Palm Pre 2 review

It doesn't look much different to what's come before, so is the Pre 2 more than just Pre Plus Plus?

Palm Pre 2
The definitive Palm Pre 2 review

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Palm Pre 2 review: Internet

The internet experience was central to the original Pre, and HP webOS takes this up a notch with the inclusion of Flash 10.1 support.

Palm pre 2

All the old features that made the Pre the great browsing hope against the iPhone are still here, but now it has one up over its rival.

Sort of.

Okay, it definitely has one up in terms of features. After all, the two can go blow for blow when it comes to most features, including pinch to zoom, but Flash is firmly in the Pre's favour.

Palm pre 2

Unfortunately, features don't make the man, and the Pre 2 feels like its fallen slightly behind the iPhone and the likes of the HTC Desire HD.

The browser isn't slow, but it's not as fast as the market leaders. It's generally on a par with Windows Phone 7 handsets such as the HTC 7 Trophy.

Palm pre 2

Pinch to zoom works smoothly and quickly most of the time, though it doesn't feel as precise as on Android devices or the iPhone.

Palm pre 2

You can also double-tap to zoom on part of a page or a column, which will reflow the text. Here's where things start to seriously wobble, though.

The WebKit-based browser's behaviour when zoomed in using the double-tap is erratic. On one site, trying to move the browser up or down on the page resulted in it zooming in more, and moving the text around.

We definitely didn't have another finger touching the screen (so we weren't accidentally pinching) – it just totally flaked out.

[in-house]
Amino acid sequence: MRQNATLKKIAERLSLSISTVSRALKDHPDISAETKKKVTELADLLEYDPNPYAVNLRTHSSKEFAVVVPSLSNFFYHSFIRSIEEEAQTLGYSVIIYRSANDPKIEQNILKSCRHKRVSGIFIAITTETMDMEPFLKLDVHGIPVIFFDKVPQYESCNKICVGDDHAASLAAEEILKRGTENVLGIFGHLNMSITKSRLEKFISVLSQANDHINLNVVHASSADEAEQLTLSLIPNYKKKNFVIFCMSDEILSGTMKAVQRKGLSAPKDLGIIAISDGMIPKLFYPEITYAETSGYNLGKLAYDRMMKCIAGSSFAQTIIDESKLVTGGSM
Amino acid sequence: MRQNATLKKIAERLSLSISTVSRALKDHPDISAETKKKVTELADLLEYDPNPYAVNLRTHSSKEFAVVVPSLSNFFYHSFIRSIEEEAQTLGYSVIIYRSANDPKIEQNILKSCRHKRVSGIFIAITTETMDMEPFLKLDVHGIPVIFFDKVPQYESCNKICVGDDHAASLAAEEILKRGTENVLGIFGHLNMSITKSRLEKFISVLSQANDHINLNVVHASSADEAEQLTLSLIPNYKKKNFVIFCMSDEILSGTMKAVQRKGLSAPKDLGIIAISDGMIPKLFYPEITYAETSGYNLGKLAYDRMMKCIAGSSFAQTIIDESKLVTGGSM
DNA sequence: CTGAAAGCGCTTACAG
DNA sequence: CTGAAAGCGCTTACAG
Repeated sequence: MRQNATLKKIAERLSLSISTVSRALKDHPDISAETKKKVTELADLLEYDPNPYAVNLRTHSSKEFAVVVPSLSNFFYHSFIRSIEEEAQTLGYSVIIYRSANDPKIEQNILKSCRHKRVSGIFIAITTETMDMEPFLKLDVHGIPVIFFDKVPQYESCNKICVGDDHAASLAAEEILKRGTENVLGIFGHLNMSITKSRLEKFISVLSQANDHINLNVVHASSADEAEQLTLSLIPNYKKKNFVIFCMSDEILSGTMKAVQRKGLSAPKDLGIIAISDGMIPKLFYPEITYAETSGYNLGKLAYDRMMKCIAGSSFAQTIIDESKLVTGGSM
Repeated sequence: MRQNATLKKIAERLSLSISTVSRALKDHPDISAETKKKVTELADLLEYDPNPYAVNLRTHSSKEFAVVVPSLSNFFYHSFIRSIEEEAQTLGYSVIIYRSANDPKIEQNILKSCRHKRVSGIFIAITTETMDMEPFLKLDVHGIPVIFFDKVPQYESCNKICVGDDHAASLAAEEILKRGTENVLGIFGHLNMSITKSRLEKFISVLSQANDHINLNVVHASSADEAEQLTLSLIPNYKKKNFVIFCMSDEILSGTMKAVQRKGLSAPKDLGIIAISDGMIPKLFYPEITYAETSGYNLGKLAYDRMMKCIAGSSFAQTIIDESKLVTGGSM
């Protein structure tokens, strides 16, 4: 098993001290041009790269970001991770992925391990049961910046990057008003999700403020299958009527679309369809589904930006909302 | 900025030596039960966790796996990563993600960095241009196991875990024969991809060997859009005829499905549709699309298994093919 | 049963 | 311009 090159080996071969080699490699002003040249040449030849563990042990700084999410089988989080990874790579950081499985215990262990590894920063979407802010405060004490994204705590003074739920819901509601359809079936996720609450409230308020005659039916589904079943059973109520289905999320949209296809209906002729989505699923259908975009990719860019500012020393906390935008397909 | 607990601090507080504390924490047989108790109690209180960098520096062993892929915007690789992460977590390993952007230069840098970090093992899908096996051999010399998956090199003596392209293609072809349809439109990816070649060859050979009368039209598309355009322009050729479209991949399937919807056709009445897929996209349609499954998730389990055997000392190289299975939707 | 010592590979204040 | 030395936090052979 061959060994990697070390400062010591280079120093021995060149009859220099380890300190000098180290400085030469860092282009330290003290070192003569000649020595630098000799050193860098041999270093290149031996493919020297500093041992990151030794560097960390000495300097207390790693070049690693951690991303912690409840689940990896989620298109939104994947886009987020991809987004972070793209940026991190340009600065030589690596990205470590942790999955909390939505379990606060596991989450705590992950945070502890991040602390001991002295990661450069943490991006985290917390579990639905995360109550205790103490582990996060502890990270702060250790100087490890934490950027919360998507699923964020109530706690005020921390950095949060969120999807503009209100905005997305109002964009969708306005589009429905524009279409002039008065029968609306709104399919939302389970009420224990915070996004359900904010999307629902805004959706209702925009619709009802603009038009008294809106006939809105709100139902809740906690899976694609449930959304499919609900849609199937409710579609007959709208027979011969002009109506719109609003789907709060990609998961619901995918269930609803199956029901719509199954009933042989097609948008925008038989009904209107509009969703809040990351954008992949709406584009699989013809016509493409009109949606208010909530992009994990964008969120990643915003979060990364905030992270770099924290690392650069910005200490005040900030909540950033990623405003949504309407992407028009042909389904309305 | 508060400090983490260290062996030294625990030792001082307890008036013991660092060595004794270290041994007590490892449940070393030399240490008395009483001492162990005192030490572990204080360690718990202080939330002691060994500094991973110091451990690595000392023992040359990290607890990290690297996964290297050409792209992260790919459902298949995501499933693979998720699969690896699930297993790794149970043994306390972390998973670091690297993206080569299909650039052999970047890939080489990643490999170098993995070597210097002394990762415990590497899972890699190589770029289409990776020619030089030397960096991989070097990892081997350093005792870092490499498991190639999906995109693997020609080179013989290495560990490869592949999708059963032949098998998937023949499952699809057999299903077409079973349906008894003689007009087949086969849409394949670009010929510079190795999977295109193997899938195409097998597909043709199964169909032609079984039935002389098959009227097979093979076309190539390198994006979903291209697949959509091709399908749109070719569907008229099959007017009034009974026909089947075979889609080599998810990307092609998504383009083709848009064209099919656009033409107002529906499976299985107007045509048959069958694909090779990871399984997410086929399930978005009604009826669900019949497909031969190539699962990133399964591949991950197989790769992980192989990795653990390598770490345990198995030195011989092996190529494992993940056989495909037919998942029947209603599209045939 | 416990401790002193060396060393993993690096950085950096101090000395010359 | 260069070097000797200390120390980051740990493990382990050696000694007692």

Another day, we wanted to follow the BBC's live football text commmentary, so zoomed in on the column of text. Every time we did, we were greeted with a an unresponsive phone for a few seconds, followed by an odd beige screen of... nothing.

After another few seconds of confused tapping, the browser suddenly zoomed itself out and showed the bottom of the page. Every time we tried to zoom in and read, we got the same issue. It was basically useless.

Speaking of awkward and inconsistent, let's talk about Flash. We're still not convinced by its presence on mobiles, particarly in this case.

We started off by visiting the 4oD website, and trying to watch something. The videos simply never loaded (though the Flash-based menu system worked well).

Palm pre 2

Next we tried iPlayer, only to be rejected because the phone isn't supported. Not to be defeated when it comes to watching TV, we visited TVCatchup. Like 4oD, the videos just never loaded.

Palm pre 2

What about other Flash videos? We visited GamesRadar to have a look at the Flash videos in their reviews. One of them just came out a distorted, unwatchable mess. We reloaded the page, and it worked much better the second time.

In fact, we thought we were onto something good when the (very low-quality) advert before the video played quite smoothly. So did the first few seconds of the actual video. Then the frame rate dropped, and it became pointless.

We tried another video on the page. The result was more or less the same.

We naturally went around trying some other sites' videos. All were pretty much the same; many would play at low resolution at two frames per second. Seriously.

One odd foible of Flash-enabled sites is that many of them would just be loading in the browser forever (well, probably, we got impatient eventually). All the content will have appeared, but the page will be unresponsive. If you hit the stop button in the bottom-right corner, the site will then work fine.

As you might expect, Flash browsing causes overall performance to take a dip. Quite a steep one, in terms of RAM. We'd only loaded two videos before getting an error message telling us we had too many cards open. We only had about six open, including the browser, and they were very low-resource apps. Clearly, this message is a euphemism for running out of RAM.

Similarly, just moving around sites with loaded Flash content can be very slow and bitty. Sometimes it's fine, to be fair, but often it slows things down a lot.

We've done a lot of criticising here, so let's say that the browser works perfectly well 90 per cent of the time. It's snappy to respond and nice to use.

But that 10 per cent, when you're watching a Flash video or it's bugging out on zoomed-in text, it's frustrating and simply doesn't do its job.